“Entrepreneurial creativity — combined with passion and a desire to make the world a better place” — is where the magic happens.
That’s a key learning from my recent opportunity to hear from writer, comedian and actor Magda Szubanski in person. Surprised? Did you think of her first as her character Sharon in the sitcom Kath and Kim? I did – and my mind has firmly been changed.
Magda is a beloved Australian figure. Famous for roles such as Esme Hoggett in Babe – and of course as Sharon – she has, more recently, become a prominent voice for the LGBTI+ community, and renowned for her award-winning memoir Reckoning.
Maree Ferguson and I had the opportunity to hear from Magda at her recent Business Chicks breakfast in Brisbane. Indeed, she had us in stitches with her unique sense of humour, but also shared personal and professional insights reflective of her upbringing, her personal journey and her (more recent) role as a leader in the public arena.
Here’s what we learned from Magda:
- Diversity powers innovation: Magda believed that “coming out” about her sexuality during her career would ruin it, since it challenged the status quo. Her more recent leadership role has reaffirmed that socially diverse groups of people (e.g., workplaces) are likely to outperform those that are homogenous. Read more on this from Harvard Business Review here. How can this help you in organizing your team, business or organization?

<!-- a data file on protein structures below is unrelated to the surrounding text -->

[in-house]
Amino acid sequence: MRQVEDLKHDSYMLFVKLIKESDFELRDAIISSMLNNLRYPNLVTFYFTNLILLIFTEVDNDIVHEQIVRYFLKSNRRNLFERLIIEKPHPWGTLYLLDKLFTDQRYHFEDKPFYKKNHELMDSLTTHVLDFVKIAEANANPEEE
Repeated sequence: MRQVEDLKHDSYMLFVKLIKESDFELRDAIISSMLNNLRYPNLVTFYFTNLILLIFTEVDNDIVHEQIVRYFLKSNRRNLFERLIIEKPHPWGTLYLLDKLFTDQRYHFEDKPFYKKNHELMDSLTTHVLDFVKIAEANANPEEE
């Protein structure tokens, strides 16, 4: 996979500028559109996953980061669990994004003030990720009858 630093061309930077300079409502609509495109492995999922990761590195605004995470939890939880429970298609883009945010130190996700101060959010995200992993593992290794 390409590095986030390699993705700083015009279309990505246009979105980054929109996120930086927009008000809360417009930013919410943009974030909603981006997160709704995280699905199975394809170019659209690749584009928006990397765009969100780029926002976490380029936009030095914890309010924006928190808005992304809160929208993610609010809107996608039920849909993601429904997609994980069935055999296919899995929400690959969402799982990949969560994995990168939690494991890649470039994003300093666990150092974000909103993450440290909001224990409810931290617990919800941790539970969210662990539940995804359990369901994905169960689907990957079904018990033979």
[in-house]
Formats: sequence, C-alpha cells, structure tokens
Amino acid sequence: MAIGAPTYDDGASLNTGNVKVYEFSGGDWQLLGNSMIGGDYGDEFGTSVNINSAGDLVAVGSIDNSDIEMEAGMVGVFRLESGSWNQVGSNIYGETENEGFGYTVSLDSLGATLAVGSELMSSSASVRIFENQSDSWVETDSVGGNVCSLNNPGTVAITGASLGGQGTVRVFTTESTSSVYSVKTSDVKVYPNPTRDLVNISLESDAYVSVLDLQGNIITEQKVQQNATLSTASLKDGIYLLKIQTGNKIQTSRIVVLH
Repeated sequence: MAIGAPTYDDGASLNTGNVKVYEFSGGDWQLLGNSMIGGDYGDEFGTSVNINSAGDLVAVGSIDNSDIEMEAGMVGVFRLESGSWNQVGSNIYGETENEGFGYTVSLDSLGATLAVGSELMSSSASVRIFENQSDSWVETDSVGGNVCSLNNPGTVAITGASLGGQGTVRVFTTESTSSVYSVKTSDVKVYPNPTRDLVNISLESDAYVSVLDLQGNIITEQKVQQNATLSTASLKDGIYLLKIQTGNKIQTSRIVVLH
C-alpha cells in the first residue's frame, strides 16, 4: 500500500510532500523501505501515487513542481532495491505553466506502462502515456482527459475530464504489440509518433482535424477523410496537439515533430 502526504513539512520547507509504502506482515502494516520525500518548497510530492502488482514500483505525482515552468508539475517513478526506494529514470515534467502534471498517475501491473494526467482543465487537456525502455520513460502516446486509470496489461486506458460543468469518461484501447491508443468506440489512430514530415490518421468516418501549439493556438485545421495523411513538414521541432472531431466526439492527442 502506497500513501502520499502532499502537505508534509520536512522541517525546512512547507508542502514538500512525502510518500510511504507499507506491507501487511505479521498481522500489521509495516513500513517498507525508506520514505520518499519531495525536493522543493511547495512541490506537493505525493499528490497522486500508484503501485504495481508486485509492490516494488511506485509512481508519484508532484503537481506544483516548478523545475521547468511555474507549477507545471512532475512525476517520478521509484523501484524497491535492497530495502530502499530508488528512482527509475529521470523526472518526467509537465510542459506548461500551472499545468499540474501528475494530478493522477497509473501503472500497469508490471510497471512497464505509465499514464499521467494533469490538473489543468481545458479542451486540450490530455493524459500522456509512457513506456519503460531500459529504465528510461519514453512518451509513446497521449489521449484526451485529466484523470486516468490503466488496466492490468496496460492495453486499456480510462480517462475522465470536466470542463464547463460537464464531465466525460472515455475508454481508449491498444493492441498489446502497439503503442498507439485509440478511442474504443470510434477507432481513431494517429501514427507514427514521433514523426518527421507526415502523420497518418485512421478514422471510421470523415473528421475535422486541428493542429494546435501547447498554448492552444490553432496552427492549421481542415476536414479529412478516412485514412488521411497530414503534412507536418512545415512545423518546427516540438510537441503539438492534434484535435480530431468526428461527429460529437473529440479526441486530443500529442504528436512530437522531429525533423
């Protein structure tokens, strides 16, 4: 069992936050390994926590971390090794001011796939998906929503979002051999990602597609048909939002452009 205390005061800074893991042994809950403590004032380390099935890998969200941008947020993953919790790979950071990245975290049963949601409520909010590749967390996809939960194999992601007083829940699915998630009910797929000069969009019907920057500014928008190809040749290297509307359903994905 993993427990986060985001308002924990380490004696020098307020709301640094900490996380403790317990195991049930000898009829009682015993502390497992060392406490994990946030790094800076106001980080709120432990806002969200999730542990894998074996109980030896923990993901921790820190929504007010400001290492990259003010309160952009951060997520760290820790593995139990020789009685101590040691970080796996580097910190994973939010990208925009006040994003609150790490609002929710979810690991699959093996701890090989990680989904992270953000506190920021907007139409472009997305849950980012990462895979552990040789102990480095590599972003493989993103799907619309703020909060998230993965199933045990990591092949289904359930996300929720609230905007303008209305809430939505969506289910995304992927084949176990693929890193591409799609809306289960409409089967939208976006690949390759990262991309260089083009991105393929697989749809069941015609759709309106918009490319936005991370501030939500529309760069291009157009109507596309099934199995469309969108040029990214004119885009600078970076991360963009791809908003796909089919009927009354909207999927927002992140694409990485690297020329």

- As a comedian and actor by profession, Magda believed that writing a literary memoir (which later earned her fame for entirely different reasons) would attract criticism. Her unexpected success taught her “the enormous creativity you can tap into when you’re not hiding who you are… we’re all hiding something.”
- On the topic of switching direction, Magda remarked, “You don’t always know your why – you find it. Start anywhere. It’s in the doing of things.” She then talked about the setbacks during her life, and explained how she came to realise that “other people don’t focus on your failures… you do.”
- Her various encounters as a comedian, in a male-dominated profession, taught her the power in empathy, or as Magda puts it, “softening up” rather than “hardening up.”
- It might surprise you that Magda is an “ambivert” (an extroverted introvert). Now a leader in the public arena, her experiences have led to her to believe she “can’t afford to be an introvert;” they have shown her the strength in “lend[ing] your voice to the community” and that “you cannot outsource leadership, you have to take initiative.”
Most notably, Magda talked about her father’s work as an assassin in WWII, during her childhood. She talked about the courage, determination and bravery of those around her, and in how this informed her disposition. “Courage is not the absence of fear. It’s doing something brave that makes you brave.” And indeed, brave she is. Brave, and inspiring.
– By Kate Agnew
– Edited by Laura Byrne